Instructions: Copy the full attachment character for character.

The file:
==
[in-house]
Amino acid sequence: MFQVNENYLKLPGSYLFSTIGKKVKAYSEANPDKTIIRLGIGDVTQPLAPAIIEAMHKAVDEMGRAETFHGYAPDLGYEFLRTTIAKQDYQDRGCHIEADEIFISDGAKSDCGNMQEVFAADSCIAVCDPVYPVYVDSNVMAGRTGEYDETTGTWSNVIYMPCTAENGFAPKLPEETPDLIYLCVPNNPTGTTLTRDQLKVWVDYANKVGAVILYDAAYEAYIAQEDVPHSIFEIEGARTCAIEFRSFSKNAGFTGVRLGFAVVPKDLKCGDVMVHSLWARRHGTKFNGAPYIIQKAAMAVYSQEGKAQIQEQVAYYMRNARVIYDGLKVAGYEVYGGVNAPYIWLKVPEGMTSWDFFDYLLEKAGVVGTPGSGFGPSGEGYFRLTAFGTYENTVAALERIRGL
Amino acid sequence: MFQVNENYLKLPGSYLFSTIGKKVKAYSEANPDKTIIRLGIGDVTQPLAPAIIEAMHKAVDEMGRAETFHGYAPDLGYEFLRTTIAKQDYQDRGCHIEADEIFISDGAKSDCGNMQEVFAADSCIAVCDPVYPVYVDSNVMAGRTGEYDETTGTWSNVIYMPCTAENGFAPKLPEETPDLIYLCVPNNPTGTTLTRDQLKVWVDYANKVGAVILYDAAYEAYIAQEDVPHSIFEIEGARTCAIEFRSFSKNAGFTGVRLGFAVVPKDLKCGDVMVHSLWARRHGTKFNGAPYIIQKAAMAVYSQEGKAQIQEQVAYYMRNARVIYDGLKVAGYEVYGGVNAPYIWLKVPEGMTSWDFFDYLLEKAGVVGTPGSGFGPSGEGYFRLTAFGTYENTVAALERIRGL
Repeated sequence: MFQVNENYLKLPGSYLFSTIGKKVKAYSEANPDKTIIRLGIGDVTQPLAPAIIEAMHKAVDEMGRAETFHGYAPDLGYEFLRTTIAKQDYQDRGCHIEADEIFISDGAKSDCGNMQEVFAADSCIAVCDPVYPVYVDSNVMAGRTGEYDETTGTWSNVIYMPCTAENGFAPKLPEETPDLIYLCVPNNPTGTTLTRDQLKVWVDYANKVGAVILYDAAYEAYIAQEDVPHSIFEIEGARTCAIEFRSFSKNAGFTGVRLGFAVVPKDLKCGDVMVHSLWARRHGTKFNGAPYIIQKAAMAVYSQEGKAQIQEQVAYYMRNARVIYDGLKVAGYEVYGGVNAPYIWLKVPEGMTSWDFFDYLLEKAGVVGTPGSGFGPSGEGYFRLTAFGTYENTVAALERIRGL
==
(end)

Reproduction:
[in-house]
Amino acid sequence: MFQVNENYLKLPGSYLFSTIGKKVKAYSEANPDKTIIRLGIGDVTQPLAPAIIEAMHKAVDEMGRAETFHGYAPDLGYEFLRTTIAKQDYQDRGCHIEADEIFISDGAKSDCGNMQEVFAADSCIAVCDPVYPVYVDSNVMAGRTGEYDETTGTWSNVIYMPCTAENGFAPKLPEETPDLIYLCVPNNPTGTTLTRDQLKVWVDYANKVGAVILYDAAYEAYIAQEDVPHSIFEIEGARTCAIEFRSFSKNAGFTGVRLGFAVVPKDLKCGDVMVHSLWARRHGTKFNGAPYIIQKAAMAVYSQEGKAQIQEQVAYYMRNARVIYDGLKVAGYEVYGGVNAPYIWLKVPEGMTSWDFFDYLLEKAGVVGTPGSGFGPSGEGYFRLTAFGTYENTVAALERIRGL
Amino acid sequence: MFQVNENYLKLPGSYLFSTIGKKVKAYSEANPDKTIIRLGIGDVTQPLAPAIIEAMHKAVDEMGRAETFHGYAPDLGYEFLRTTIAKQDYQDRGCHIEADEIFISDGAKSDCGNMQEVFAADSCIAVCDPVYPVYVDSNVMAGRTGEYDETTGTWSNVIYMPCTAENGFAPKLPEETPDLIYLCVPNNPTGTTLTRDQLKVWVDYANKVGAVILYDAAYEAYIAQEDVPHSIFEIEGARTCAIEFRSFSKNAGFTGVRLGFAVVPKDLKCGDVMVHSLWARRHGTKFNGAPYIIQKAAMAVYSQEGKAQIQEQVAYYMRNARVIYDGLKVAGYEVYGGVNAPYIWLKVPEGMTSWDFFDYLLEKAGVVGTPGSGFGPSGEGYFRLTAFGTYENTVAALERIRGL
Repeated sequence: MFQVNENYLKLPGSYLFSTIGKKVKAYSEANPDKTIIRLGIGDVTQPLAPAIIEAMHKAVDEMGRAETFHGYAPDLGYEFLRTTIAKQDYQDRGCHIEADEIFISDGAKSDCGNMQEVFAADSCIAVCDPVYPVYVDSNVMAGRTGEYDETTGTWSNVIYMPCTAENGFAPKLPEETPDLIYLCVPNNPTGTTLTRDQLKVWVDYANKVGAVILYDAAYEAYIAQEDVPHSIFEIEGARTCAIEFRSFSKNAGFTGVRLGFAVVPKDLKCGDVMVHSLWARRHGTKFNGAPYIIQKAAMAVYSQEGKAQIQEQVAYYMRNARVIYDGLKVAGYEVYGGVNAPYIWLKVPEGMTSWDFFDYLLEKAGVVGTPGSGFGPSGEGYFRLTAFGTYENTVAALERIRGL